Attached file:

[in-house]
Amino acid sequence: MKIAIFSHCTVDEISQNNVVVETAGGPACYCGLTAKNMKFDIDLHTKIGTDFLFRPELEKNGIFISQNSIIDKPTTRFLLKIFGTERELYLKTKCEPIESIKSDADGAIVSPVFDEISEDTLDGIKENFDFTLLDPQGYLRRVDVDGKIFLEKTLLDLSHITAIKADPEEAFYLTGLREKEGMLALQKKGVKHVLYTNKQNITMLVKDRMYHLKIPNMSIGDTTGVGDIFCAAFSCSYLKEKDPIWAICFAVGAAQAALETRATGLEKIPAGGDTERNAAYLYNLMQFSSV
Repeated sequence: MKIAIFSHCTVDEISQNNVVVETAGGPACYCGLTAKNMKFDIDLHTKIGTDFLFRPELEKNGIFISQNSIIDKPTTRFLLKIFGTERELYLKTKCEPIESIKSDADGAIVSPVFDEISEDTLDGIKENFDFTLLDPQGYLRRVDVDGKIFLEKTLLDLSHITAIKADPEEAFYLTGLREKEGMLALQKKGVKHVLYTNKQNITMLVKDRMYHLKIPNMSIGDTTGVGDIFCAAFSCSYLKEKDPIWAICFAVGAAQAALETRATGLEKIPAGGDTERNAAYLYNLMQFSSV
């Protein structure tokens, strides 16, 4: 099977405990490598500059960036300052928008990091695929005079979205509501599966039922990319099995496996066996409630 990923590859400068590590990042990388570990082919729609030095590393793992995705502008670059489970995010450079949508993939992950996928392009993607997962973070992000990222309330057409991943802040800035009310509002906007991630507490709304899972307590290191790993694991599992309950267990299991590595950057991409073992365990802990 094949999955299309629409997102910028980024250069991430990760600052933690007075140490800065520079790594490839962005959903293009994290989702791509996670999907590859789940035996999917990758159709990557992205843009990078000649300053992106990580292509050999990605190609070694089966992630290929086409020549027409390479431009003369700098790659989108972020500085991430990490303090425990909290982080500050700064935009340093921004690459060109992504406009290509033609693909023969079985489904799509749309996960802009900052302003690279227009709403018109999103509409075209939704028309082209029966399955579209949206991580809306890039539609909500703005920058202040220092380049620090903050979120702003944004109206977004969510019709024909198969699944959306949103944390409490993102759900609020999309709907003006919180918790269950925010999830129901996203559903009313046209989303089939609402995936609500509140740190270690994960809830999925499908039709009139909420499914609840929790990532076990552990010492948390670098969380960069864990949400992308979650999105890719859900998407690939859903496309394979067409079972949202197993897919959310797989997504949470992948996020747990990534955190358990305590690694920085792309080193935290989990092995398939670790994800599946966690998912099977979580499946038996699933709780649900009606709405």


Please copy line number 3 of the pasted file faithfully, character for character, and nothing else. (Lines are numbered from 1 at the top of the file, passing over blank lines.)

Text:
Repeated sequence: MKIAIFSHCTVDEISQNNVVVETAGGPACYCGLTAKNMKFDIDLHTKIGTDFLFRPELEKNGIFISQNSIIDKPTTRFLLKIFGTERELYLKTKCEPIESIKSDADGAIVSPVFDEISEDTLDGIKENFDFTLLDPQGYLRRVDVDGKIFLEKTLLDLSHITAIKADPEEAFYLTGLREKEGMLALQKKGVKHVLYTNKQNITMLVKDRMYHLKIPNMSIGDTTGVGDIFCAAFSCSYLKEKDPIWAICFAVGAAQAALETRATGLEKIPAGGDTERNAAYLYNLMQFSSV